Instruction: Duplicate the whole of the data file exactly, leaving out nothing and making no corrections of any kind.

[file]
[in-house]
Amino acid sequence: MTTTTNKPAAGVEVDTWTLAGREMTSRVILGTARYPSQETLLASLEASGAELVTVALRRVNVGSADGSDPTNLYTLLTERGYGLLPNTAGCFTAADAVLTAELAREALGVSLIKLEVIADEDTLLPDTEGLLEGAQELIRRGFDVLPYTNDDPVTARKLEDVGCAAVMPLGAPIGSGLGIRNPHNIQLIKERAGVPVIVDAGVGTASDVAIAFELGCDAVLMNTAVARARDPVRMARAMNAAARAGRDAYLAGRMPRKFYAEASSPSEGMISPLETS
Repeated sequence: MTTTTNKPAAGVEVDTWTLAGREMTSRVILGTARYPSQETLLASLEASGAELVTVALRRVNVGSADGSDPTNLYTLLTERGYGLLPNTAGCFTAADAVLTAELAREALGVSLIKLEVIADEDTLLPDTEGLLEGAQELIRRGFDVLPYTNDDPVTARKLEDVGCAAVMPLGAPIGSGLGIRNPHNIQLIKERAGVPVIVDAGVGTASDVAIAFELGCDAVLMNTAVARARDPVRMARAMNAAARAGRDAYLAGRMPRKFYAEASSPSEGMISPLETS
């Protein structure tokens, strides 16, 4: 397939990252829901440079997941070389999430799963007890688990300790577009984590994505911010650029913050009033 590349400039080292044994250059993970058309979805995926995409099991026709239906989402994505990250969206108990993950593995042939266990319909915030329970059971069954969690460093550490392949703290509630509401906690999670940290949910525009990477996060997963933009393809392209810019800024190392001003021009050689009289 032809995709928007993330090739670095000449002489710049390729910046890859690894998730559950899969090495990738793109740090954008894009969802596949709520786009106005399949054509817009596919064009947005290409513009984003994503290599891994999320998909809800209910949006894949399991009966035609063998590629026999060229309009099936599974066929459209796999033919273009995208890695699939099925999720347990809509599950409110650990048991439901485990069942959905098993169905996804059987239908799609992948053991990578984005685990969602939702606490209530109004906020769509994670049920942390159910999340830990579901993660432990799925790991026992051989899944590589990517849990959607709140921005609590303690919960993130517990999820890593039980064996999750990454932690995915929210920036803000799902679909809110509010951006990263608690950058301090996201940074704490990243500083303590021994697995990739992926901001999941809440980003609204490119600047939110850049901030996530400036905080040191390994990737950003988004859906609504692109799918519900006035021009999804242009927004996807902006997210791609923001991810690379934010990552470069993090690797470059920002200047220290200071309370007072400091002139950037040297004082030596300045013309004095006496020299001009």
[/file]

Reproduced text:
[in-house]
Amino acid sequence: MTTTTNKPAAGVEVDTWTLAGREMTSRVILGTARYPSQETLLASLEASGAELVTVALRRVNVGSADGSDPTNLYTLLTERGYGLLPNTAGCFTAADAVLTAELAREALGVSLIKLEVIADEDTLLPDTEGLLEGAQELIRRGFDVLPYTNDDPVTARKLEDVGCAAVMPLGAPIGSGLGIRNPHNIQLIKERAGVPVIVDAGVGTASDVAIAFELGCDAVLMNTAVARARDPVRMARAMNAAARAGRDAYLAGRMPRKFYAEASSPSEGMISPLETS
Repeated sequence: MTTTTNKPAAGVEVDTWTLAGREMTSRVILGTARYPSQETLLASLEASGAELVTVALRRVNVGSADGSDPTNLYTLLTERGYGLLPNTAGCFTAADAVLTAELAREALGVSLIKLEVIADEDTLLPDTEGLLEGAQELIRRGFDVLPYTNDDPVTARKLEDVGCAAVMPLGAPIGSGLGIRNPHNIQLIKERAGVPVIVDAGVGTASDVAIAFELGCDAVLMNTAVARARDPVRMARAMNAAARAGRDAYLAGRMPRKFYAEASSPSEGMISPLETS
């Protein structure tokens, strides 16, 4: 397939990252829901440079997941070389999430799963007890688990300790577009984590994505911010650029913050009033 590349400039080292044994250059993970058309979805995926995409099991026709239906989402994505990250969206108990993950593995042939266990319909915030329970059971069954969690460093550490392949703290509630509401906690999670940290949910525009990477996060997963933009393809392209810019800024190392001003021009050689009289 032809995709928007993330090739670095000449002489710049390729910046890859690894998730559950899969090495990738793109740090954008894009969802596949709520786009106005399949054509817009596919064009947005290409513009984003994503290599891994999320998909809800209910949006894949399991009966035609063998590629026999060229309009099936599974066929459209796999033919273009995208890695699939099925999720347990809509599950409110650990048991439901485990069942959905098993169905996804059987239908799609992948053991990578984005685990969602939702606490209530109004906020769509994670049920942390159910999340830990579901993660432990799925790991026992051989899944590589990517849990959607709140921005609590303690919960993130517990999820890593039980064996999750990454932690995915929210920036803000799902679909809110509010951006990263608690950058301090996201940074704490990243500083303590021994697995990739992926901001999941809440980003609204490119600047939110850049901030996530400036905080040191390994990737950003988004859906609504692109799918519900006035021009999804242009927004996807902006997210791609923001991810690379934010990552470069993090690797470059920002200047220290200071309370007072400091002139950037040297004082030596300045013309004095006496020299001009």